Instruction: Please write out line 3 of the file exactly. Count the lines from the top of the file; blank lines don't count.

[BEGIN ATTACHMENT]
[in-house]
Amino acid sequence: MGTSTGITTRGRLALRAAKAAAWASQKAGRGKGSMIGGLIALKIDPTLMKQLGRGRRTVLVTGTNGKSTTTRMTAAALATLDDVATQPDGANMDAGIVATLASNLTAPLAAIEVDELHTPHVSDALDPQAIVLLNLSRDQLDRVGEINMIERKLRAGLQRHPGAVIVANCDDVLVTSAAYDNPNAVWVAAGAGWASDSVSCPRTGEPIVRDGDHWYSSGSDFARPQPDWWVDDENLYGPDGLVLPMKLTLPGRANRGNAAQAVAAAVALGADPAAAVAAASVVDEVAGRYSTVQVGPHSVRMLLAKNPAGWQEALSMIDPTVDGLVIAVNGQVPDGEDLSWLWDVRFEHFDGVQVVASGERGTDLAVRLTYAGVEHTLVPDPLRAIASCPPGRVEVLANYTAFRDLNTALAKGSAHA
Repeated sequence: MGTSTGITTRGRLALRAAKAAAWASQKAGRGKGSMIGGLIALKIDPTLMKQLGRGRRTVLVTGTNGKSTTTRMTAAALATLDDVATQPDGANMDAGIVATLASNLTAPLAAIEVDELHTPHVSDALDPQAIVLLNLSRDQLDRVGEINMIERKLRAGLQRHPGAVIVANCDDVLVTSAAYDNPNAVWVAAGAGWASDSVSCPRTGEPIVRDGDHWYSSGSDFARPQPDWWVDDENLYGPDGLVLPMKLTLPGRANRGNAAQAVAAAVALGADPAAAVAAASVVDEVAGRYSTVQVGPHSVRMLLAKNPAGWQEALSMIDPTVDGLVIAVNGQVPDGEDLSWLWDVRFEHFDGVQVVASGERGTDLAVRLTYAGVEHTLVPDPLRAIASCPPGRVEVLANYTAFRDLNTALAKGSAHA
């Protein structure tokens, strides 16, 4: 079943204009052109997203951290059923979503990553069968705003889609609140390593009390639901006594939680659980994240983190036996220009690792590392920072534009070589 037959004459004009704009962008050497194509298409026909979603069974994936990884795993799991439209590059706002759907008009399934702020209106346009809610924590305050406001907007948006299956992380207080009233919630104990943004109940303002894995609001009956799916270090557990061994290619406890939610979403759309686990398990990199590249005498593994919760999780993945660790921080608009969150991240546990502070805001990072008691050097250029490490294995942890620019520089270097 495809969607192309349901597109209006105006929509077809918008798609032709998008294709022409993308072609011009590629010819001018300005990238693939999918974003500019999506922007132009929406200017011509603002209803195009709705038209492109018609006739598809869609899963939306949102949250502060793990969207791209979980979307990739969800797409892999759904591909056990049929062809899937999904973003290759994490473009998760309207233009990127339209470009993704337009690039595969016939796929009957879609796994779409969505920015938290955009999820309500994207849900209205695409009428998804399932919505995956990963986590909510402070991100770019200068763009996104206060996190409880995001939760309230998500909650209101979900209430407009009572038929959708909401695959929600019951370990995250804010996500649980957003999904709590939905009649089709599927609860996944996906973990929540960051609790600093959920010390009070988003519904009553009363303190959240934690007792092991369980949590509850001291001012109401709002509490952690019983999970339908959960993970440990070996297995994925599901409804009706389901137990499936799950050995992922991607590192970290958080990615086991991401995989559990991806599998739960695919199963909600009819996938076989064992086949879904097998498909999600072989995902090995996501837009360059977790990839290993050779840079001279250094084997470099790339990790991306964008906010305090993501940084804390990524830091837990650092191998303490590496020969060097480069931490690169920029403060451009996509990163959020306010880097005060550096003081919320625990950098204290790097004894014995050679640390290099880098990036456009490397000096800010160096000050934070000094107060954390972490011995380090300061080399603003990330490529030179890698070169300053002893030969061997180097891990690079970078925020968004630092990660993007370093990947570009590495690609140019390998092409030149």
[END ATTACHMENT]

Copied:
Repeated sequence: MGTSTGITTRGRLALRAAKAAAWASQKAGRGKGSMIGGLIALKIDPTLMKQLGRGRRTVLVTGTNGKSTTTRMTAAALATLDDVATQPDGANMDAGIVATLASNLTAPLAAIEVDELHTPHVSDALDPQAIVLLNLSRDQLDRVGEINMIERKLRAGLQRHPGAVIVANCDDVLVTSAAYDNPNAVWVAAGAGWASDSVSCPRTGEPIVRDGDHWYSSGSDFARPQPDWWVDDENLYGPDGLVLPMKLTLPGRANRGNAAQAVAAAVALGADPAAAVAAASVVDEVAGRYSTVQVGPHSVRMLLAKNPAGWQEALSMIDPTVDGLVIAVNGQVPDGEDLSWLWDVRFEHFDGVQVVASGERGTDLAVRLTYAGVEHTLVPDPLRAIASCPPGRVEVLANYTAFRDLNTALAKGSAHA